“Hiram was out of touch for a while, when he was married, but he and my brother were friends at school, you know? And then Balthazar said they were working together, and that's why things were going so well, and that if I got in on it, I'd be able to finally leave that damn rowhouse. Maybe Lomatia, too.”
Jeez. He was thinking about leaving his wife, but now he was worried that she was leaving him? Men are such idiots.
Knapper sniffled again, wiping his nose on his sleeve. “And then when I got picked up a few weeks ago, Balthazar panicked. He'd just been caught, too.”
“Your brother was caught by the MLEs too?” I said, unable to keep quiet. “What happened?”
“I dunno, something went bad, but he got away from them. They didn't even get a good picture of his face, so he said it didn't matter, but Hiram was pissed. Then when I got out on bail, he made me go into hiding. He said they'd find him if I kept selling, they'd look into me and find Balthazar.”
I wish. Apparently I was the only one who'd managed that. Well, technically I suppose Lydia was the only one, since I hadn't done any of the research. Just the bumbling into trouble. Wait, what did he say?
“Hang on,” I said slowly. A good picture? Oh my God. I could feel my stomach dropping into my shoes. They didn't get a good picture of him. “Is... Is your brother Venatici? The serial killer?”
“Not really,” Knapper said, looking rather uncomfortable. “They're sort of... both Venatici. Hiram and Balthazar. Hiram was using the name first, he was working over in Ireland. He said he liked the alias. Balthazar used it too, when he was tracking Muggles. And they're working together, so...”
“He's a serial killer!”
“They were only Muggles,” Knapper told me. “He never killed a witch or wizard.”
“Do you honestly believe that?” I said in disbelief. Only Muggles? I could imagine my grandfather's face if he heard that, and shuddered a bit. I didn't believe for a moment that they hadn't killed magical folk. If someone's willing to kill Muggles, they're willing to kill witches and wizards, too.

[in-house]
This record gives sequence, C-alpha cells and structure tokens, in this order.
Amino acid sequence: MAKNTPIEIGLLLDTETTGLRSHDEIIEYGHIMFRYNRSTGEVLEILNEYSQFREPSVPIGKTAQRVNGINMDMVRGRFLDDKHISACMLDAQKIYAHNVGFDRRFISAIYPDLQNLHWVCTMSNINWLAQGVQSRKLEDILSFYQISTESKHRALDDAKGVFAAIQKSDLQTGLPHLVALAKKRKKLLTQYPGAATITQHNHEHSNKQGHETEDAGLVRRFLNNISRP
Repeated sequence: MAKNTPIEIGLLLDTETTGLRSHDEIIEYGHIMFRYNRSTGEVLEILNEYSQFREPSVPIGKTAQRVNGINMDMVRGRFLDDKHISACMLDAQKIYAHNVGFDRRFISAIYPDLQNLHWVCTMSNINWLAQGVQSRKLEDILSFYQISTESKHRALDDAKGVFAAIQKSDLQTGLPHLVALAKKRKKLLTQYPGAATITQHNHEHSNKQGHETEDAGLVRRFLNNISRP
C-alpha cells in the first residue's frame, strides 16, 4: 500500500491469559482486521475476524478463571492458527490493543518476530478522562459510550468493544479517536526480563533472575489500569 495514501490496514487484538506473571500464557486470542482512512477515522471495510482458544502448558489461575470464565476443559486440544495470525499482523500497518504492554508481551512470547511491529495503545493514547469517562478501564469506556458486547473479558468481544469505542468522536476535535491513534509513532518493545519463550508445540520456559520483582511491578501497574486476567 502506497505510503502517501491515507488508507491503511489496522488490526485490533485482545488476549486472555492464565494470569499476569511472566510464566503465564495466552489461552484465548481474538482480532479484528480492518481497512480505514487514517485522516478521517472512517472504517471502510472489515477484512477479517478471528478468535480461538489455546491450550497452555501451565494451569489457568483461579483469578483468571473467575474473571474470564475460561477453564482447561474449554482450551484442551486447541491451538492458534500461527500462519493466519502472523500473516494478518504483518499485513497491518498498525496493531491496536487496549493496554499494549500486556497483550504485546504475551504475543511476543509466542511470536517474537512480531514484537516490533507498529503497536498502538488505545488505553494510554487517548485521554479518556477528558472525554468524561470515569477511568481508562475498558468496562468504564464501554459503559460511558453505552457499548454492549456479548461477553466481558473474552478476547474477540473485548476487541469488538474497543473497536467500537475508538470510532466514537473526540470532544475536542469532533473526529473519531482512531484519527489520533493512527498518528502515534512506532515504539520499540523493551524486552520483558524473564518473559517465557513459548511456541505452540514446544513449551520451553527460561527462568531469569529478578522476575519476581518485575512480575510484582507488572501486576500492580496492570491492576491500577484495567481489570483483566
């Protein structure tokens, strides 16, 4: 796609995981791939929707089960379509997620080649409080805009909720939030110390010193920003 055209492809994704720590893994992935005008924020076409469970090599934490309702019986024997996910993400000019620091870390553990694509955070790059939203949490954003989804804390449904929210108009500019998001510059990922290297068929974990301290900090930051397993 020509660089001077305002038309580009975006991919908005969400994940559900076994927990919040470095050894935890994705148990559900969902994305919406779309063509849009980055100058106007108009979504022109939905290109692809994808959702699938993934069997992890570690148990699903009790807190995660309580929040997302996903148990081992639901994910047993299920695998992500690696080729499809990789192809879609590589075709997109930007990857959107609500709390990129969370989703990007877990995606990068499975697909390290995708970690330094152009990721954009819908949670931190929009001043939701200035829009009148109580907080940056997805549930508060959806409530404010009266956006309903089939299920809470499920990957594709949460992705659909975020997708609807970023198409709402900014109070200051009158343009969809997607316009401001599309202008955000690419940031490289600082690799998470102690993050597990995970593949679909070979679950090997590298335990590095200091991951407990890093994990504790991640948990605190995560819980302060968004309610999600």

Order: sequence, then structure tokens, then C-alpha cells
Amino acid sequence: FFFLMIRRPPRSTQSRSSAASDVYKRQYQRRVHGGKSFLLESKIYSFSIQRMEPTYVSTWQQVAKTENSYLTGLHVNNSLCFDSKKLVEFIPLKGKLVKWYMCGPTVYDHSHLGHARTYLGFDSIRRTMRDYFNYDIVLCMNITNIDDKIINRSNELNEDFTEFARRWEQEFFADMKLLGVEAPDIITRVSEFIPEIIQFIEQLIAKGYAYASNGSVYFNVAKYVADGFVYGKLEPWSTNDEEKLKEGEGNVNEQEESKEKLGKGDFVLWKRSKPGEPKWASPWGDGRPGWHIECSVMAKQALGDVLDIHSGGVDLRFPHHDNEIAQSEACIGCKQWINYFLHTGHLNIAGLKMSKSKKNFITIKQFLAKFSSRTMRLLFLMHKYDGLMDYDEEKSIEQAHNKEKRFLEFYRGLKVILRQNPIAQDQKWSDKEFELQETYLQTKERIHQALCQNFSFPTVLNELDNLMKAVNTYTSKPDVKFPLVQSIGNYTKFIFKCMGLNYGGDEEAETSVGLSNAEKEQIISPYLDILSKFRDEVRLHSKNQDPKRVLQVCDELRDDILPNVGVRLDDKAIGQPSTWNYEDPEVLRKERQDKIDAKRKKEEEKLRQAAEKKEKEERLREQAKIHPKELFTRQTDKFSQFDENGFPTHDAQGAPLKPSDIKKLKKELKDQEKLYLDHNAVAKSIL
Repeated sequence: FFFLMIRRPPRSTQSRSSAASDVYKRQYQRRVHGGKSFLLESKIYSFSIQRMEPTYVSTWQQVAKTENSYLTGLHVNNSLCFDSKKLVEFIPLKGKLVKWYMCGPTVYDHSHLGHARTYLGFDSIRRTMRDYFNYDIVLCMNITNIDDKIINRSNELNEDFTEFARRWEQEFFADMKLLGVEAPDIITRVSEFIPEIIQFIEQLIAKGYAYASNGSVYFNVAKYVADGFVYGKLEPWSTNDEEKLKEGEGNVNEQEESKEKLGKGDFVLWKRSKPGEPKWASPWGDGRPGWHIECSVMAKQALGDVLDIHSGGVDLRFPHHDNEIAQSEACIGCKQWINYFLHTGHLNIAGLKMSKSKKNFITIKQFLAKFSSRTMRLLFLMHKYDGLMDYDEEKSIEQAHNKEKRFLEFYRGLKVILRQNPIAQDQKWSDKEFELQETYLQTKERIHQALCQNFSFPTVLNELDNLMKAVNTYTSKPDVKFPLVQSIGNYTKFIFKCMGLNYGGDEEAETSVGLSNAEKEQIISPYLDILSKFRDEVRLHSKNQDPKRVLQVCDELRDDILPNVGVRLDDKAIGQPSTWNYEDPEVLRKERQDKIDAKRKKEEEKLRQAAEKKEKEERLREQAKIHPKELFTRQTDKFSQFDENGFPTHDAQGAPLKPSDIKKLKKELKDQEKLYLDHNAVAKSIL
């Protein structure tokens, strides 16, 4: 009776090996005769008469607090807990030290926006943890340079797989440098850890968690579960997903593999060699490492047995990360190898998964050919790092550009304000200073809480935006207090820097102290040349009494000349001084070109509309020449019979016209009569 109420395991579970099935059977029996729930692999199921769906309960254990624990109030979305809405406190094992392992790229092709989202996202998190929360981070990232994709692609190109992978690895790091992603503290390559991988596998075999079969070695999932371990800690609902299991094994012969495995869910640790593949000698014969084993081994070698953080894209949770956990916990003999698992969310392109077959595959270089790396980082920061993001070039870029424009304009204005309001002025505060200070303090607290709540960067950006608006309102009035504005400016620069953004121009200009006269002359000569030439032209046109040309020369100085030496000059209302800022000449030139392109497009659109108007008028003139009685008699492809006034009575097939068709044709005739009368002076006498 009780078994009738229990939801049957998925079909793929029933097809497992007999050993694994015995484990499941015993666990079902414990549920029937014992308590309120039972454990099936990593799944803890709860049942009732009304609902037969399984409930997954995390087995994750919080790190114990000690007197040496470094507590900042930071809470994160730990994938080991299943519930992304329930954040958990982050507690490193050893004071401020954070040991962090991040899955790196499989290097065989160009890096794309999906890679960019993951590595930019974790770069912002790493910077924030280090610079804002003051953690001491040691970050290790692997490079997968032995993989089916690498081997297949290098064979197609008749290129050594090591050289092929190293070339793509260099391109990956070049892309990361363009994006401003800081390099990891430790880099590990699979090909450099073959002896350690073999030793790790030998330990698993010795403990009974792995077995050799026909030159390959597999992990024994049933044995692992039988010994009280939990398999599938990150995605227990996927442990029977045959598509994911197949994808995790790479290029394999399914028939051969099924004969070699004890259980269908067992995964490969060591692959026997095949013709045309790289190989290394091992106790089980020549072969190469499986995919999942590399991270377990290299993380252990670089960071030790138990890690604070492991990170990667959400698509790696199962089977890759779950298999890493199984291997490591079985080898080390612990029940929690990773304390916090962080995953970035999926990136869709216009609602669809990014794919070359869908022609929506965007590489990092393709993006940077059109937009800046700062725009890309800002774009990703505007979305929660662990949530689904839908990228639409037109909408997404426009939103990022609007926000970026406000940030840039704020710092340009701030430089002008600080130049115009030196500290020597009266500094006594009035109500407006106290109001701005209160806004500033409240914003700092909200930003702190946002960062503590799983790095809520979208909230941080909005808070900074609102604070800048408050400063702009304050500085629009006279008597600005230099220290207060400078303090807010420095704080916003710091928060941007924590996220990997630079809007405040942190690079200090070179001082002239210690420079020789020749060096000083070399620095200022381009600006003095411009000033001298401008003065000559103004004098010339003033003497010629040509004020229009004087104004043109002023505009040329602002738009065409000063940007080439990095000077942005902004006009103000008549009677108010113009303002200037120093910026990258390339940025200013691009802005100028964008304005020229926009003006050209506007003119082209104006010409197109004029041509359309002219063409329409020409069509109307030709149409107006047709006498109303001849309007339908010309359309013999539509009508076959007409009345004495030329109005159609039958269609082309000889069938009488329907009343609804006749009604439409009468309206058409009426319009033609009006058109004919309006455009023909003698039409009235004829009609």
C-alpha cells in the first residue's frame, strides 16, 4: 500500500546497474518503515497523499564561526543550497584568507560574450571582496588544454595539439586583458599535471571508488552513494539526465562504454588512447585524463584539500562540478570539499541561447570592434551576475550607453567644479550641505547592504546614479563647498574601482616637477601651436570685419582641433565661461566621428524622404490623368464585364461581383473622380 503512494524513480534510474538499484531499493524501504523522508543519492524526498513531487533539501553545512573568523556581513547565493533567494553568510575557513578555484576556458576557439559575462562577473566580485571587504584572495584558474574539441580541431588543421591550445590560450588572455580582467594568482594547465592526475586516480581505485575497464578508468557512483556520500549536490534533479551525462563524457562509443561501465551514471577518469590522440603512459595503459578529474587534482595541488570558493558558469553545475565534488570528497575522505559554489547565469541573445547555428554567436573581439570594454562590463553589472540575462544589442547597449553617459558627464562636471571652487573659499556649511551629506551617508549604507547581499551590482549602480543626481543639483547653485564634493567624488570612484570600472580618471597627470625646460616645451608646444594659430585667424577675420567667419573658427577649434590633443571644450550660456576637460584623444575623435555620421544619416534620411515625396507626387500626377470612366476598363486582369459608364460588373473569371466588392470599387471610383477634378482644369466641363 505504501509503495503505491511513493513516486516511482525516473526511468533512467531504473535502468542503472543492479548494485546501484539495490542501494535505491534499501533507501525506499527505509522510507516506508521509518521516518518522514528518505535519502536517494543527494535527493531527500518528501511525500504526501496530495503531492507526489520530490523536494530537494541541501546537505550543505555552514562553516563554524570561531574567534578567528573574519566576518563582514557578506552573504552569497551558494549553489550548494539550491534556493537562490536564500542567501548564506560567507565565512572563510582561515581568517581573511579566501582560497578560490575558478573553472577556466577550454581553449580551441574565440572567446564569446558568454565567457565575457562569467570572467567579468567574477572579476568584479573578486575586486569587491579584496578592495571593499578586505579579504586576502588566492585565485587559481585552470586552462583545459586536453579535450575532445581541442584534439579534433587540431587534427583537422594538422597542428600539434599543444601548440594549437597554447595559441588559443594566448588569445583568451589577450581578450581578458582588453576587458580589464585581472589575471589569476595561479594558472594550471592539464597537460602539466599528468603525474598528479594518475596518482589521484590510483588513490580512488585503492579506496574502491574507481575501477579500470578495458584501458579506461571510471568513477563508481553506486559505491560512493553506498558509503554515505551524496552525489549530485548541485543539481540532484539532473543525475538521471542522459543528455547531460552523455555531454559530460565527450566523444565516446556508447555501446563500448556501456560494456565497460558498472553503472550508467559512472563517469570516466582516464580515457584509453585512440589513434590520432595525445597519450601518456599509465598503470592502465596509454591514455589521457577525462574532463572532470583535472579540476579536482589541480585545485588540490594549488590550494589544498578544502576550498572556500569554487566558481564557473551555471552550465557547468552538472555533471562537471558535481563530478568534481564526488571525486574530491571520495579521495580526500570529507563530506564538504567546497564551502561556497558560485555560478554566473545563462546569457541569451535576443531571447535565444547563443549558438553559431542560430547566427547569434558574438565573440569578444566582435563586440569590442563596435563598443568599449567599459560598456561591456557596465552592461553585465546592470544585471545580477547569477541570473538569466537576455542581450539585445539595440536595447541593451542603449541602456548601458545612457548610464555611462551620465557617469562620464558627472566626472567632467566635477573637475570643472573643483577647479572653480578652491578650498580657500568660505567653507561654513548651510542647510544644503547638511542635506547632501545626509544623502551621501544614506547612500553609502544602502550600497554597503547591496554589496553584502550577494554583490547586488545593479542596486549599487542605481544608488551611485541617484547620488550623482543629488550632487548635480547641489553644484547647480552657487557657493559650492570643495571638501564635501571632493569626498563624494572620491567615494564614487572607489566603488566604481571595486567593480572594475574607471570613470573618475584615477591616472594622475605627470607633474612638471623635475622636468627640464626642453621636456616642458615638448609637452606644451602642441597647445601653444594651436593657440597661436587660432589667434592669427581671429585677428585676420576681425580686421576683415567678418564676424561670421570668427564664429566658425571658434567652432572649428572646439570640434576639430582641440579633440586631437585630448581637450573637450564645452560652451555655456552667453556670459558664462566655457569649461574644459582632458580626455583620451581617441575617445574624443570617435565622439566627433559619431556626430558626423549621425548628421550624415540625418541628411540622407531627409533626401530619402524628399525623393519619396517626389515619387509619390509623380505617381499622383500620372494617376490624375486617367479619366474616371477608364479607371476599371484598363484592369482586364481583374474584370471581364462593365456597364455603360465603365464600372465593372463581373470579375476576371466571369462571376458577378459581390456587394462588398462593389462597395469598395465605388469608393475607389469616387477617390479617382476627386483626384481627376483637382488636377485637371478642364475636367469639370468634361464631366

“I just want them to let me go,” Knapper said dejectedly. “I'm stuck in here. And sometimes Hiram looks at me like he wants to kill me, too.”
“He probably does,” I said peevishly. Worthing had seemed so nice, and he was working with Pulford to murder and dismember Muggles, enchanting their remains. It was horrible. He had a smile like my uncle Charlie's, and he'd used it to kill innocent people. I wanted to throw up.
I looked over at Johnny. He was watching us with wide eyes. I didn't know how much he'd understood – probably more than was good for a little boy his age to hear – but he didn't look scared. Mostly he looked tired.
“Can you let Johnny out, so he can sleep? He's so little, they need lots of sleep.” I tried to adopt the tone of voice that Victoire often used, and hoped I sounded authoritative. Like a mother would.
Knapper glanced over his shoulder, then shook his head. “I don't think that's a good idea. Worthing will kill me if something happens.”
“Not if you leave with us,” I said softly. It couldn't hurt to ask, surely? He didn't want to be there any more than I did. Maybe having an ally would make him brave enough to try to leave.
His eyes went round again. “What?”
“Help us get out of here,” I begged. “They're going to kill us. Johnny's only three years old, Butrus.”
“I can't.” He shook his head, almost frantically. “I can't, they'll catch us, and then they'll kill me. You can't Apparate out of here.”
“We could get outside, past the wards. Then we can Apparate.”
“There won't be time before they catch us, there are alarms-”
“I Apparate really fast, Butrus.”
He stared at me, and I could see the longing in his eyes. I was sure I had him, but then he turned away, his back to us, and I heard him whisper, “I can't.”
My heart sank. Johnny sighed next to me, and I looked over at him. He'd fallen asleep sitting up in his chair, his little chin lolling against his chest. I was sure I'd have a neckache if I slept like that, but small children seem almost boneless sometimes when they sleep.
I watched him sleep, hoping for a way out of this. Something to get us out of there. They hadn't killed us yet. I didn't know why, but maybe there was hope in that.